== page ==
Sex, Women and (Hu)Woman
By CHIKA UNIGWE
Special to USAfricaonline.com
USAfrica The Newspaper, Houston
The Black Business Journal
One of my uncles, who is now in his seventies, took a second wife because his wife had produced "enough" girls. Since she had just a son and five girls, there must be something wrong with her. He looked around, and based on his criteria for recognizing the kind of woman that was sure to produce "dozens of sons", he married another woman. Many people supported him. After all, "it is not easy to stay with a woman who gives you only girls." In what I see as an act of destiny, the second wife populated his house with five more children: all girls.
Elementary biology teaches us that the sex of a child is determined by the male. He has the defining X and Y chromosomes and depending on which one fuses with the female's X chromosome, then you have a boy or a girl. For the spiritualists, the sex/gender of a child is determined by God or gods.
Hence, one would think that with both science and religion excluding the woman from taking the blame, she is home free, right? Wrong.
One of my uncles, who is now in his seventies, took a second wife because his wife had produced "enough" girls. Since she had just a son and five girls, there must be something wrong with her. He looked around, and based on his criteria for recognizing the kind of woman that was sure to produce "dozens of sons", he married another woman.
Many people supported him. After all, "it is not easy to stay with a woman who gives you only girls". In what I see as an act of destiny, the second wife populated his house with five more children: all girls. Now that his age-mates are resting and letting their children look after them, he is still running around to provide for his young children.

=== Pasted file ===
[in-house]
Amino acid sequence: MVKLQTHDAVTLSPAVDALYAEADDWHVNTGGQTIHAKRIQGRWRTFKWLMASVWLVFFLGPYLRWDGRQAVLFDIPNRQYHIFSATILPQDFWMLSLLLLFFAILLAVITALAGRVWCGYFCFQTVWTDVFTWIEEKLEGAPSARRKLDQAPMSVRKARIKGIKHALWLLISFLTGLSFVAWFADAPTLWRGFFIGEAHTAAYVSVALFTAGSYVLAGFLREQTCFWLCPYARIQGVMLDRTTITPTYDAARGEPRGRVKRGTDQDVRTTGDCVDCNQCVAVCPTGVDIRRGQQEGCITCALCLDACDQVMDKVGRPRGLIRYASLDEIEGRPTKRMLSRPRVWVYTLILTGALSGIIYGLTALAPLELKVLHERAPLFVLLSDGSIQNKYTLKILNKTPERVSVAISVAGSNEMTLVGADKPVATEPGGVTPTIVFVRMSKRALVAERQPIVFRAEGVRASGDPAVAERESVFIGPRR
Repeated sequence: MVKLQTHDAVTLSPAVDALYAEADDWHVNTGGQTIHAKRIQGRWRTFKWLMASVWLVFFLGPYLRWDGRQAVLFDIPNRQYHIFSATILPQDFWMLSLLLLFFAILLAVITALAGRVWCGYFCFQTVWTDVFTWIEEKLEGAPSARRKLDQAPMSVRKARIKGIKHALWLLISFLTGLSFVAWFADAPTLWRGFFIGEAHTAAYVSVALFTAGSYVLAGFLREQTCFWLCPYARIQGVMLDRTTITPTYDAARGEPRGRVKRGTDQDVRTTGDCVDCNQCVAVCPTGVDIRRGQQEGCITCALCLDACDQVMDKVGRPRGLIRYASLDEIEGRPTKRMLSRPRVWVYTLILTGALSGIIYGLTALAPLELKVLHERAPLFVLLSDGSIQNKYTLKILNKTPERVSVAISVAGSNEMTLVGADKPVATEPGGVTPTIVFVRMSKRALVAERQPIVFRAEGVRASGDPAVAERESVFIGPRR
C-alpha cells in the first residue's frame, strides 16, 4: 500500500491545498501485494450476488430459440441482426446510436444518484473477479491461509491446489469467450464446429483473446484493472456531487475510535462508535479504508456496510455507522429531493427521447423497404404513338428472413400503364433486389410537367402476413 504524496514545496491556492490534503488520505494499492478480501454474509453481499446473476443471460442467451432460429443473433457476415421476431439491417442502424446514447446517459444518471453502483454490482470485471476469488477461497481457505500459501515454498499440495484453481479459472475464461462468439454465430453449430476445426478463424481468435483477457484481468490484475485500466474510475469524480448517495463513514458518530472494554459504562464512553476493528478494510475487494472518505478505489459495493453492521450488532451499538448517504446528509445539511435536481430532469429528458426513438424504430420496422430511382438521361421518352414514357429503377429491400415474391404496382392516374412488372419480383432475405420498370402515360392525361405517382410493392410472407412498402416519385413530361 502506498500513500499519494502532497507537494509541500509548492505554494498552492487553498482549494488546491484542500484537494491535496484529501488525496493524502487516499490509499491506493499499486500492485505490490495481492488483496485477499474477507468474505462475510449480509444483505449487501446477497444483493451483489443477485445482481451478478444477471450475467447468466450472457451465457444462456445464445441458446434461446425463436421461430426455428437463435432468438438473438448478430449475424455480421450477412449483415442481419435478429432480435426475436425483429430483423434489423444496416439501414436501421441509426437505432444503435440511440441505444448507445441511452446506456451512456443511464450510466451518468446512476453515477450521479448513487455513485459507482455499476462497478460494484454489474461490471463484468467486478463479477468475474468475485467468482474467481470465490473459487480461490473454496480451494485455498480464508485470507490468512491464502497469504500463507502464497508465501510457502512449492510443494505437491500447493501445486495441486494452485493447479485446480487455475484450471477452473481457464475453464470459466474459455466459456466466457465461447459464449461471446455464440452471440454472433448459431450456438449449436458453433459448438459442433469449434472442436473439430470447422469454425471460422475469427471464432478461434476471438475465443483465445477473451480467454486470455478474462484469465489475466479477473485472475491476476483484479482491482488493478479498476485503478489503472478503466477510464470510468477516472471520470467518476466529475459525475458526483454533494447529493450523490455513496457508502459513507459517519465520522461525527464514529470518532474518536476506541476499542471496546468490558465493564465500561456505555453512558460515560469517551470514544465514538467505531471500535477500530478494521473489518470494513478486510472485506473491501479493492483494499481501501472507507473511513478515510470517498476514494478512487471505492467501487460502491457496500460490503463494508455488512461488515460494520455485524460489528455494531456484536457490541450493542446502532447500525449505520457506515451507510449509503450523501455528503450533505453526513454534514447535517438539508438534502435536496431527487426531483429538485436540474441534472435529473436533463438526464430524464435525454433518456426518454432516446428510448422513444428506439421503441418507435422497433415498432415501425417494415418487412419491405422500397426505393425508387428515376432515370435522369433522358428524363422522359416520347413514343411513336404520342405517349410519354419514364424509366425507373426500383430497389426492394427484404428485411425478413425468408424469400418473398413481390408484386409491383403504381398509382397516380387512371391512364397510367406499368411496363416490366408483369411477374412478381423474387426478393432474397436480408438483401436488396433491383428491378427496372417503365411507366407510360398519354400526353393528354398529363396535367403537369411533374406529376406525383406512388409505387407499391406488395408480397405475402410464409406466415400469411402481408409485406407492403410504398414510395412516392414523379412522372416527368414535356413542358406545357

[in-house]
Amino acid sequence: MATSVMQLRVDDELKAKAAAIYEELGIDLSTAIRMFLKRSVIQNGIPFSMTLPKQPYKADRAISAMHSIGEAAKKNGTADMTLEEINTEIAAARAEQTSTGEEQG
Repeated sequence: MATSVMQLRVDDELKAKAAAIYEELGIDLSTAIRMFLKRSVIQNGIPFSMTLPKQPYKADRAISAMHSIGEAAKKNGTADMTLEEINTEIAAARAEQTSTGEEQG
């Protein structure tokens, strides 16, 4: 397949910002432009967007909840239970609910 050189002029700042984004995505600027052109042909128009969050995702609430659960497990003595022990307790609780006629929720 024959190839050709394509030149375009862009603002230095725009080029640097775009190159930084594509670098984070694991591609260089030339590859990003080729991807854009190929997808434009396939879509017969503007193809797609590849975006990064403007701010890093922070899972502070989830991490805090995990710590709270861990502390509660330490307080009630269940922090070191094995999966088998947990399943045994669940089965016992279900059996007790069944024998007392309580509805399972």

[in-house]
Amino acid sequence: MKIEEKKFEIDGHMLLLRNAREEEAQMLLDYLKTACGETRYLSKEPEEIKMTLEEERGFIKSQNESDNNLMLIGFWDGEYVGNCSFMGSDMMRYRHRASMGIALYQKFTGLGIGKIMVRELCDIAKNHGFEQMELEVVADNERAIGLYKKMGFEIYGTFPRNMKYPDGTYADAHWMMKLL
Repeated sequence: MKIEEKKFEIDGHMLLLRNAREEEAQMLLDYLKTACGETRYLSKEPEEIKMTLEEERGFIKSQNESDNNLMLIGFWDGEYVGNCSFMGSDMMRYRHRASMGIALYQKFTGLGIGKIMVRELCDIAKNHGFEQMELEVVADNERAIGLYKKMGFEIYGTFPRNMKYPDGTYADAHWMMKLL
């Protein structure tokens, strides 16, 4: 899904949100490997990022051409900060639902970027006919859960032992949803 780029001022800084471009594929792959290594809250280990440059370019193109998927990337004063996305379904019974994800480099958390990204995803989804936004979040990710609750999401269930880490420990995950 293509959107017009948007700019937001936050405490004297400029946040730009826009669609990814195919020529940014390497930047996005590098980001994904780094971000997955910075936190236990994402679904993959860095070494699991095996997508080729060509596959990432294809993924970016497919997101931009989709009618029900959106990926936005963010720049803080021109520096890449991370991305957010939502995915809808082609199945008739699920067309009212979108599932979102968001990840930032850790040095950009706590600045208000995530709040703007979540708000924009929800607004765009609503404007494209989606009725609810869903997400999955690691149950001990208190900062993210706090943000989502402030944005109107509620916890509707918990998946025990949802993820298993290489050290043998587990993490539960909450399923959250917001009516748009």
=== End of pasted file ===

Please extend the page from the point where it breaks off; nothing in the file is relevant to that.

It is easy to dispel the story of my uncle. He is in his seventies. Surely, the younger generation, our generation of Nigerians are more educated, more tolerant, more civilized ( with all its implications) to behave in that manner. Surely, theses things do not happen anymore. Well, as the famed comedian Chika Okpala aka Zebrudaya of the Nigerian Television Authority (NTA) fame would say, "fa-fa-fa-foul!"
It seems that no matter how much females achieve, the quest is still on for the son/sons. Only recently, a good friend of mine who has been married for five years was sent out of her marital home.
Reason? Take a wild guess. You hit it right on the head. She failed in that all too important task of producing a heir. She has two beautiful, intelligent girls. Apparently, beauty and intelligence count for nothing when a family's name is at stake. Afamefuna, a name which approximates to "may my line not die" is still a popular Igbo name.